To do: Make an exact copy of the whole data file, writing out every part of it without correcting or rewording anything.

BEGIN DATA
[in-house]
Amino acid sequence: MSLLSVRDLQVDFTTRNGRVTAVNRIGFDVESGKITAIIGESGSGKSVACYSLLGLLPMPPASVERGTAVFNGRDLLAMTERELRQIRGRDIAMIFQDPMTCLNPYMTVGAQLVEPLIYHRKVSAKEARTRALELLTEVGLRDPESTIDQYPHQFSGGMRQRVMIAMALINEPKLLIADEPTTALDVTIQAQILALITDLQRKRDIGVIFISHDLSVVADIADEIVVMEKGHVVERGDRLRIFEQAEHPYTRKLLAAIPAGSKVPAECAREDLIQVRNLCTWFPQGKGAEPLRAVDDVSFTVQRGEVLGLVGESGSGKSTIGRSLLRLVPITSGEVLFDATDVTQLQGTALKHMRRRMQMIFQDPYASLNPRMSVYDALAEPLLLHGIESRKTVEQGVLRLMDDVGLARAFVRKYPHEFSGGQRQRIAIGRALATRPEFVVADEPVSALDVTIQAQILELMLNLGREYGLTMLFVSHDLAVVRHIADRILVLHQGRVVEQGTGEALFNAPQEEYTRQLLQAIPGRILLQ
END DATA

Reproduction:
[in-house]
Amino acid sequence: MSLLSVRDLQVDFTTRNGRVTAVNRIGFDVESGKITAIIGESGSGKSVACYSLLGLLPMPPASVERGTAVFNGRDLLAMTERELRQIRGRDIAMIFQDPMTCLNPYMTVGAQLVEPLIYHRKVSAKEARTRALELLTEVGLRDPESTIDQYPHQFSGGMRQRVMIAMALINEPKLLIADEPTTALDVTIQAQILALITDLQRKRDIGVIFISHDLSVVADIADEIVVMEKGHVVERGDRLRIFEQAEHPYTRKLLAAIPAGSKVPAECAREDLIQVRNLCTWFPQGKGAEPLRAVDDVSFTVQRGEVLGLVGESGSGKSTIGRSLLRLVPITSGEVLFDATDVTQLQGTALKHMRRRMQMIFQDPYASLNPRMSVYDALAEPLLLHGIESRKTVEQGVLRLMDDVGLARAFVRKYPHEFSGGQRQRIAIGRALATRPEFVVADEPVSALDVTIQAQILELMLNLGREYGLTMLFVSHDLAVVRHIADRILVLHQGRVVEQGTGEALFNAPQEEYTRQLLQAIPGRILLQ